One of the foundational assumptions about DNSSEC is that the cryptographic keys used to generate digital signatures will have a limited lifetime (a private key can be eventually guessed or broken). Therefore, keys will have to change, and a changing of keys is visible in the zone. Not only the coming and going of the key, but how it is used.

Complicating the simple use of digital signatures in DNSSEC is the use of caching in the DNS. Caching means that requesting servers will get some information from an authoritative source and hold on to it for some period. The information may be changed at the source, but the requesters will still rely on the old information for some time. Fortunately, the DNS anticipates this fuzziness and can manage it (more or less, there are always weird implementations that break the rules).

Combining the need to change keys and handle the fuzziness, DNSSEC keys experience different states in their life cycle. There is:

  • Pre-publishing, when the goal is to get the public key into all necessary requester caches.
  • Active use, when the goal is to rely upon the key for DNSSEC’s security goals.
  • Retirement, when the goal is to make sure that a cached copy of data can still be validated between the key’s removal from active service and the expiration of the data itself.

In reality, the lifecycle is a bit more complicated than this, but such a lifecycle captures the general idea.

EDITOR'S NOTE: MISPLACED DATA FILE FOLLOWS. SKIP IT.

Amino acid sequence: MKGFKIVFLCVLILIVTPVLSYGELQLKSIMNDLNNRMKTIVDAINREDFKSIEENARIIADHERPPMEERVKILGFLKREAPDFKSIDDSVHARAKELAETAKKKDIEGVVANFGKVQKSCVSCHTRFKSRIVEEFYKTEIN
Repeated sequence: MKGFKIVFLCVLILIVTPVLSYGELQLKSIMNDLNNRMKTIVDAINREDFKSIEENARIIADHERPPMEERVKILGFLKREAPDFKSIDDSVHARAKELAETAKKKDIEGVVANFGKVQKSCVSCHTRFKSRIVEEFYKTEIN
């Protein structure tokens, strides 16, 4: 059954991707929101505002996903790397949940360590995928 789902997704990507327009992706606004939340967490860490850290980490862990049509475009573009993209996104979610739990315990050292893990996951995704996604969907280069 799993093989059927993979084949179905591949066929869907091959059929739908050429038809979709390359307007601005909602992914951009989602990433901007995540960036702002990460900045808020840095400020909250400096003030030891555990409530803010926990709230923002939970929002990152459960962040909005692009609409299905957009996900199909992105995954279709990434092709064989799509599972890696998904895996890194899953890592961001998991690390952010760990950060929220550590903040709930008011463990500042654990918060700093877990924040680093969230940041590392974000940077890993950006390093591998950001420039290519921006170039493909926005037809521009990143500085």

Visualizing these states and presenting on a timeline has been a personal long-term goal. Besides needing time to develop a means to do the visualization, the extra years presented more and more interesting cases. One rule about operations remains true: Not everything goes according to plan. Exceptions prove to be the most interesting events to study and visualize in operations, but also the most complicated.

Finally, I’ve found time to develop the visualizations and plot them in charts that show how TLD operators have managed their keys since mid-2011. It’s interesting to see differences between the regular cadence of highly automated operators versus manually run operations and when they changed hands. We’ve also begun to see how operators re-factor their operations based on gained experience, with regular cadences ending and then shifting to another cadence.

Further examination reveals ‘scars’ of incidents when operators faced a situation and adjusted to overcome it. The life cycle visualization does not reveal the why’s and how’s of the incidents and recoveries, but the visualization does open the door to conversations and lesson sharing.

What have the visualizations uncovered?